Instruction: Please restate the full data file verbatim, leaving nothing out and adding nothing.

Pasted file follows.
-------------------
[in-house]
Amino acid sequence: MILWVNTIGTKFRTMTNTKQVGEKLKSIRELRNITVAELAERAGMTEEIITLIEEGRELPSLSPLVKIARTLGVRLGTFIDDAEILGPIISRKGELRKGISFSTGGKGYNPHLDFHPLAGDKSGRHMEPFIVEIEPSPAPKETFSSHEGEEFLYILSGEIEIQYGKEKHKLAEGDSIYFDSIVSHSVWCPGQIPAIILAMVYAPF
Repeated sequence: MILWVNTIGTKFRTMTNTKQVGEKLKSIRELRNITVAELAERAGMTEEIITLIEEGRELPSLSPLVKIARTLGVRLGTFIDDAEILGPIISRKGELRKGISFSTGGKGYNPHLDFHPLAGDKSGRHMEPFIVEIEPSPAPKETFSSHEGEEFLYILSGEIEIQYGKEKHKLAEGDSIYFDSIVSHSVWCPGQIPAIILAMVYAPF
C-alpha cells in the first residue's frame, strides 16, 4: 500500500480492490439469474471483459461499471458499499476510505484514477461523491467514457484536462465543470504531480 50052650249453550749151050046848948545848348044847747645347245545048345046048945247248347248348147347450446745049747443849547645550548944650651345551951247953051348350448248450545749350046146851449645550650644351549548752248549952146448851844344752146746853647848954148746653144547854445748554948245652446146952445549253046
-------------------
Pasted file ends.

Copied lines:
[in-house]
Amino acid sequence: MILWVNTIGTKFRTMTNTKQVGEKLKSIRELRNITVAELAERAGMTEEIITLIEEGRELPSLSPLVKIARTLGVRLGTFIDDAEILGPIISRKGELRKGISFSTGGKGYNPHLDFHPLAGDKSGRHMEPFIVEIEPSPAPKETFSSHEGEEFLYILSGEIEIQYGKEKHKLAEGDSIYFDSIVSHSVWCPGQIPAIILAMVYAPF
Repeated sequence: MILWVNTIGTKFRTMTNTKQVGEKLKSIRELRNITVAELAERAGMTEEIITLIEEGRELPSLSPLVKIARTLGVRLGTFIDDAEILGPIISRKGELRKGISFSTGGKGYNPHLDFHPLAGDKSGRHMEPFIVEIEPSPAPKETFSSHEGEEFLYILSGEIEIQYGKEKHKLAEGDSIYFDSIVSHSVWCPGQIPAIILAMVYAPF
C-alpha cells in the first residue's frame, strides 16, 4: 500500500480492490439469474471483459461499471458499499476510505484514477461523491467514457484536462465543470504531480 50052650249453550749151050046848948545848348044847747645347245545048345046048945247248347248348147347450446745049747443849547645550548944650651345551951247953051348350448248450545749350046146851449645550650644351549548752248549952146448851844344752146746853647848954148746653144547854445748554948245652446146952445549253046